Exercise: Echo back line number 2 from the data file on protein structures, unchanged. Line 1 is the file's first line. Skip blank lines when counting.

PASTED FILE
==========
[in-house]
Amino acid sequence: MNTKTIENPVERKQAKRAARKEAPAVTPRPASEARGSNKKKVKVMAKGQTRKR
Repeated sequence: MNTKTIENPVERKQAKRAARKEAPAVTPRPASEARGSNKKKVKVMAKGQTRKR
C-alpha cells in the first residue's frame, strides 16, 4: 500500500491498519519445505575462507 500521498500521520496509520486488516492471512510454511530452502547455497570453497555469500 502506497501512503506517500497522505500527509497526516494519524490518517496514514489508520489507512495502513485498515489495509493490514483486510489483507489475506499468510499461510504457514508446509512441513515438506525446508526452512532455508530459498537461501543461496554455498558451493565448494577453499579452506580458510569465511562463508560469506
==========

Amino acid sequence: MNTKTIENPVERKQAKRAARKEAPAVTPRPASEARGSNKKKVKVMAKGQTRKR